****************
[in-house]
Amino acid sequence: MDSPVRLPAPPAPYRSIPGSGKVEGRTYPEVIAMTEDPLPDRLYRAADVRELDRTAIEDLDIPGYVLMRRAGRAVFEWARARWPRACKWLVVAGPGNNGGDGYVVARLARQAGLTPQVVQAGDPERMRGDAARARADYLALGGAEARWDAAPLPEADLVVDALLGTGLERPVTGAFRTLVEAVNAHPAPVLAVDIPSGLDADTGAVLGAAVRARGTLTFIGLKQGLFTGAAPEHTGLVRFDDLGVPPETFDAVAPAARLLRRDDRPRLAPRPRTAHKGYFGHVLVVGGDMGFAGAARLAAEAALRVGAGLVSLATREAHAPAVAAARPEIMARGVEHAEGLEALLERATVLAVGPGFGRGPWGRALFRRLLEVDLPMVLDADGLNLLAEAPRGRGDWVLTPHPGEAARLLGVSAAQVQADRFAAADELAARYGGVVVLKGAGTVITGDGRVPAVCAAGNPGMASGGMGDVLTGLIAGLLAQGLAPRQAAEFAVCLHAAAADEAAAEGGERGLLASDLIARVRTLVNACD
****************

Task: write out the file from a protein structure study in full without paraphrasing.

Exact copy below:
[in-house]
Amino acid sequence: MDSPVRLPAPPAPYRSIPGSGKVEGRTYPEVIAMTEDPLPDRLYRAADVRELDRTAIEDLDIPGYVLMRRAGRAVFEWARARWPRACKWLVVAGPGNNGGDGYVVARLARQAGLTPQVVQAGDPERMRGDAARARADYLALGGAEARWDAAPLPEADLVVDALLGTGLERPVTGAFRTLVEAVNAHPAPVLAVDIPSGLDADTGAVLGAAVRARGTLTFIGLKQGLFTGAAPEHTGLVRFDDLGVPPETFDAVAPAARLLRRDDRPRLAPRPRTAHKGYFGHVLVVGGDMGFAGAARLAAEAALRVGAGLVSLATREAHAPAVAAARPEIMARGVEHAEGLEALLERATVLAVGPGFGRGPWGRALFRRLLEVDLPMVLDADGLNLLAEAPRGRGDWVLTPHPGEAARLLGVSAAQVQADRFAAADELAARYGGVVVLKGAGTVITGDGRVPAVCAAGNPGMASGGMGDVLTGLIAGLLAQGLAPRQAAEFAVCLHAAAADEAAAEGGERGLLASDLIARVRTLVNACD